Statistics received from the GNFS for 2014 showed that rural fires recorded 19 cases; vehicular fires that the GNFS attended to stood at 10 cases, commercial fires recorded eight cases and industrial fires five cases.
The GNFS also attended to 15 accidents scenes and one electrical fire case during the year.
Assistant Divisional Officer I (ADO) Francis Agbaviitor said though the service recorded one electrical fire, most of the domestic, commercial and the industrial fire that occurred were as a result of electrical faults.
He told the Ghana News Agency in an interview that some of the causes of the fires were as a result of faulty electrical parts, power fluctuations, socket overload and the use of substandard electrical parts.
Among others were negligence, carelessness and ignorance, which are attributed to human factor.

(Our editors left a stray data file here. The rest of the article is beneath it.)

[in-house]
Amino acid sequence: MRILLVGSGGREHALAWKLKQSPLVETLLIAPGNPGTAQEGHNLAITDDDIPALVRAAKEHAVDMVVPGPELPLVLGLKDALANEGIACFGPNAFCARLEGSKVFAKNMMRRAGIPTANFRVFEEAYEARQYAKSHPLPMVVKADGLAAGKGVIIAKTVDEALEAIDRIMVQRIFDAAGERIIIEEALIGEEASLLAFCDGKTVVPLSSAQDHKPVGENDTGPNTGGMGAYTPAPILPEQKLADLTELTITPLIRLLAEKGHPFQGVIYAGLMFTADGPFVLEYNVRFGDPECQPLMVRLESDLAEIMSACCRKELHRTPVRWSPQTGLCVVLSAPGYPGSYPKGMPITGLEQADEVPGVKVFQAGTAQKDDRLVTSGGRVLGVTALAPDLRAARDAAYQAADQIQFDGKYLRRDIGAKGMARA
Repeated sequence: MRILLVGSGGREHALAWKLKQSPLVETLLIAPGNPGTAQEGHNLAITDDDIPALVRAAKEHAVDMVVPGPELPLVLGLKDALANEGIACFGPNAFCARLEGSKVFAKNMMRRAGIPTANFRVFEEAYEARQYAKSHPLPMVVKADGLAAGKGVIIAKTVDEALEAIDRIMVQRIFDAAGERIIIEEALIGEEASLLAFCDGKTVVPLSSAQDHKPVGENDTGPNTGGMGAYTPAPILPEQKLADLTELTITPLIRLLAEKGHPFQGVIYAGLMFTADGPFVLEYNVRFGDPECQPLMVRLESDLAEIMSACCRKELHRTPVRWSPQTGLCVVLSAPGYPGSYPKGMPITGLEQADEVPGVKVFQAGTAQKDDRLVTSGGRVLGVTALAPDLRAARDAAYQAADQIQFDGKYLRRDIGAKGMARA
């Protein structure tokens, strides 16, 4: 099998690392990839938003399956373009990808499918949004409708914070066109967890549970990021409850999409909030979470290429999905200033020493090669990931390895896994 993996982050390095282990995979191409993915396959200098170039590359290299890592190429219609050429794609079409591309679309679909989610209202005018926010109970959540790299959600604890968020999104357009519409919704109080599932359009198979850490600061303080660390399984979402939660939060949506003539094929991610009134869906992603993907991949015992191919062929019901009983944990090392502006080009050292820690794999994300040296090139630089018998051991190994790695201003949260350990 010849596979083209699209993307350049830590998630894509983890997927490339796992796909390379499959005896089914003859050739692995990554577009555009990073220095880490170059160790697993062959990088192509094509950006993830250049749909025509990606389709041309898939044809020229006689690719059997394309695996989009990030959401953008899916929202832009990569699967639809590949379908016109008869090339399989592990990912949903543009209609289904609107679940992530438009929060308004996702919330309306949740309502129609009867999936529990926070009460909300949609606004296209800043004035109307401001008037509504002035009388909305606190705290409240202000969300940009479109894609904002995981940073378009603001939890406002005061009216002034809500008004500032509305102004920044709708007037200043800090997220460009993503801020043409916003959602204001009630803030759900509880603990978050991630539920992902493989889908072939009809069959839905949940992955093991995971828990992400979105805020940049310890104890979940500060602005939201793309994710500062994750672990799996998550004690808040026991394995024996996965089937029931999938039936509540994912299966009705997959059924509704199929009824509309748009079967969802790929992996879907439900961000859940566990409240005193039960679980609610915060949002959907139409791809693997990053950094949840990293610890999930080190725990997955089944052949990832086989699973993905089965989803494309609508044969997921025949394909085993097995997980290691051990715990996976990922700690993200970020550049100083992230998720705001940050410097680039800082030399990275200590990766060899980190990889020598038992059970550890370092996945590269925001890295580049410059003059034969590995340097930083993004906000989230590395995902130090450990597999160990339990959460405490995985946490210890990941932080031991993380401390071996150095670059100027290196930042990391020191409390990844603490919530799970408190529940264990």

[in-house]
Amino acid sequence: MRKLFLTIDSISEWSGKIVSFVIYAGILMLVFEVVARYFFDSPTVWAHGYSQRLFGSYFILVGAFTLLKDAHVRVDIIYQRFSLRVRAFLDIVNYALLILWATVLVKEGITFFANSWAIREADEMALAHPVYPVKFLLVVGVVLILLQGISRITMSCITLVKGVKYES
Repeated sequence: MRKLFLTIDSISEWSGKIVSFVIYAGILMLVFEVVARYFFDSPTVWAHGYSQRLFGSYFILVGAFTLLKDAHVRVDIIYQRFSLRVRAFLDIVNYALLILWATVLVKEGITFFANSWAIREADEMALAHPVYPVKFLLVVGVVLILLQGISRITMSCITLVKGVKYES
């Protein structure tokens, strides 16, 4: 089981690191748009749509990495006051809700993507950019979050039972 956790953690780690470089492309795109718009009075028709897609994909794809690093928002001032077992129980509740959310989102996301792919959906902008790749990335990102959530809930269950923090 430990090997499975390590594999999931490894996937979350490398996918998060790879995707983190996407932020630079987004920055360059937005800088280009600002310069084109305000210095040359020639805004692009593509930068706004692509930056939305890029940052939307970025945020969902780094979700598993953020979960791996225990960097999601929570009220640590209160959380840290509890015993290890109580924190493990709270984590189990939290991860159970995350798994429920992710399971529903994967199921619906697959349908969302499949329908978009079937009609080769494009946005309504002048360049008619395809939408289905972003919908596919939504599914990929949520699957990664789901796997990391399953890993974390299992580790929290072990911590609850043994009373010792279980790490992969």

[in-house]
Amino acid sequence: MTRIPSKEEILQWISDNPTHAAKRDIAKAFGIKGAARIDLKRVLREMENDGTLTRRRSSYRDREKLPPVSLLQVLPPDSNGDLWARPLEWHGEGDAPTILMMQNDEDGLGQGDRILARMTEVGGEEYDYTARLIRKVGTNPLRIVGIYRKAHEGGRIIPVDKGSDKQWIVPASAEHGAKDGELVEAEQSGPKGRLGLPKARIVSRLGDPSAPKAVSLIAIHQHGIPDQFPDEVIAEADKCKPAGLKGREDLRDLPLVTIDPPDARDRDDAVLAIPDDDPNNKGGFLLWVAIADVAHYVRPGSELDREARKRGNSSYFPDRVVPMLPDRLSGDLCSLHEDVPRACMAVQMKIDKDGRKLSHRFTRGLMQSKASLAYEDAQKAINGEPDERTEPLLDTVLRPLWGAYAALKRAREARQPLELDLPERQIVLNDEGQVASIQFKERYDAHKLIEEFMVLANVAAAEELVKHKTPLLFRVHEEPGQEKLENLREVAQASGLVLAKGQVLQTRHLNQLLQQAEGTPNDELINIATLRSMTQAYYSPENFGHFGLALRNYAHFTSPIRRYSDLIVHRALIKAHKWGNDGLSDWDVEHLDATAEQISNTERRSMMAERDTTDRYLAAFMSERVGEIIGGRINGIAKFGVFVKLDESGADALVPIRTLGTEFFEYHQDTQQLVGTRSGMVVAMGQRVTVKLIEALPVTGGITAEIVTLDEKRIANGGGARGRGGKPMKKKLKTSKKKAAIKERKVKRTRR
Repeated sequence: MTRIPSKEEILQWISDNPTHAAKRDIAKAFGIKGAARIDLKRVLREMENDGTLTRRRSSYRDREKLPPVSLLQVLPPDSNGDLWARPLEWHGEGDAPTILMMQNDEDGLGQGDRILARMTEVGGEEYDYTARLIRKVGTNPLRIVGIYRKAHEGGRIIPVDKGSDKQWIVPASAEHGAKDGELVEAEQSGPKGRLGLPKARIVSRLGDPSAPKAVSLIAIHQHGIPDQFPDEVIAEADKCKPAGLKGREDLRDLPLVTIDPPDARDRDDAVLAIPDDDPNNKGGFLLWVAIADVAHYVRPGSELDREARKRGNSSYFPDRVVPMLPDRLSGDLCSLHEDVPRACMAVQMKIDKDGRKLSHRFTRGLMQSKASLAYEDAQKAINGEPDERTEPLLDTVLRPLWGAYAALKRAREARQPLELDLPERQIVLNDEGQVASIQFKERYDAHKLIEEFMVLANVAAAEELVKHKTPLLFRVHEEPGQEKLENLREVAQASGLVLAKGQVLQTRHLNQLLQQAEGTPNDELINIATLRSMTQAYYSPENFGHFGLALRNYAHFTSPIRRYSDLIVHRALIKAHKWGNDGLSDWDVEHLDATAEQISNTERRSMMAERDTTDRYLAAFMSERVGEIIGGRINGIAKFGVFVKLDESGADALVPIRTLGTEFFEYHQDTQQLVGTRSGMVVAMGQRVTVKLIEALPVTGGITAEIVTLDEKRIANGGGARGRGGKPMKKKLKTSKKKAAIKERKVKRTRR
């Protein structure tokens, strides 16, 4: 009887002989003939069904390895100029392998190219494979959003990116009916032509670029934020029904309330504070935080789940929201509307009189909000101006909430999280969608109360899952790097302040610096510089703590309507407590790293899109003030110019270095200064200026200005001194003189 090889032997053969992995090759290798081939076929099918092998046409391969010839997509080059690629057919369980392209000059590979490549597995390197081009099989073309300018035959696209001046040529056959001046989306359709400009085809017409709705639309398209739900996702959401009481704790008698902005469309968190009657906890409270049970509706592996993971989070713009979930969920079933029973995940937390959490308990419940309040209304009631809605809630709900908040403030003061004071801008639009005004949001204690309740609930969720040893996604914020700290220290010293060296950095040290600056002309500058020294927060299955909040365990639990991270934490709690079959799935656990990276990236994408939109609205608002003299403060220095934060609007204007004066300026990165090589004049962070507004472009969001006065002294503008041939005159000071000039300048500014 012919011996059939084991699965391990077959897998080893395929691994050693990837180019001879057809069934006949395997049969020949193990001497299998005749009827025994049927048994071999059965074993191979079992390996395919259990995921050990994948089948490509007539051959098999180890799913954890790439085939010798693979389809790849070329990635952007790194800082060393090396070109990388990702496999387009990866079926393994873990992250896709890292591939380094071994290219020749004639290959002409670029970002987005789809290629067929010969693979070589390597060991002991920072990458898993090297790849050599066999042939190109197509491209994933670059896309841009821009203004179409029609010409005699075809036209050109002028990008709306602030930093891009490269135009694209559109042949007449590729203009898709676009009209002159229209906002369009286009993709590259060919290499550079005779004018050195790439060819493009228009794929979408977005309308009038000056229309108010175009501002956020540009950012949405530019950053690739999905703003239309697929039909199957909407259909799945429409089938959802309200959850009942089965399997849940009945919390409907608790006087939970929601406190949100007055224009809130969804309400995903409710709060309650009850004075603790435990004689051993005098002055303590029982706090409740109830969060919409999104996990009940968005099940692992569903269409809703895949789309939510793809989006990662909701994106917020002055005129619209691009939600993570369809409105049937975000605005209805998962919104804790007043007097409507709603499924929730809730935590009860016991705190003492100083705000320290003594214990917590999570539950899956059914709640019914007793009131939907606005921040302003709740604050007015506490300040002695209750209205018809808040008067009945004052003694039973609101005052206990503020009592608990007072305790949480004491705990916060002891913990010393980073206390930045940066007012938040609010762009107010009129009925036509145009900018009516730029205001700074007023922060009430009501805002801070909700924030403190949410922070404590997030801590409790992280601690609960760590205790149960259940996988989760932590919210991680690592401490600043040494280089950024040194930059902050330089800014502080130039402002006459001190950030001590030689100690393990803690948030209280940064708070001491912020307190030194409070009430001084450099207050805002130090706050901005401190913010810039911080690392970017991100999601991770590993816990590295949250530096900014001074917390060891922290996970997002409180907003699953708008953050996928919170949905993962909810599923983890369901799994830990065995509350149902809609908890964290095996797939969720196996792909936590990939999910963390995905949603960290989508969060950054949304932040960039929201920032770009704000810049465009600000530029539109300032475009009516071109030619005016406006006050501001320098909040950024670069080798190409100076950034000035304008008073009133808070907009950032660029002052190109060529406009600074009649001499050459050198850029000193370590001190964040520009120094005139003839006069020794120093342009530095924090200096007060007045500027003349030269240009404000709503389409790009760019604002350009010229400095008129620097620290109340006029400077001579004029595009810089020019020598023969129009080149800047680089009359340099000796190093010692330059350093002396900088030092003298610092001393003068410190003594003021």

Inappropriate installation and use of liquefied petroleum Gas (LPG), dumping of hot ashes in refuse containers and dry grasses, smokers, herdsmen on farm cooking, and hunters, causes bush fires, the refusal to create fire belt around buildings and children having access to matches in the homes were some the causes of fires in various locations.
ADO. Agbaviitor said an estimated amount of 3, 482, 80.00 Ghana Cedis were damages cause to properties, while estimated cost of salvaged property stood at 4.457, 910.00 Ghana Cedis.
Recorded causality cases were 24, with 17 injured persons and seven deaths. Out of the dead, three of them were as a result of domestic fire outbreak at the University for Development Studies, whiles the four were from accident scenes.
ADO Agbaviitor said the GNFS was faced with some challenges among them were the diversion of emergency call on (192) to Tamale, lack of access to fire scenes, inappropriate address to fire scenes and un-adherence to fire safety education by the general public.
The GNFS also has only one operational fire hydrant in the Wa Township and this hinders the operations of the service when there is a fire outbreak.
He called on the public to join hands with the GNFS and also observe basic safety fire prevention measures and road safety regulations to help reduce fire incidents in the Region.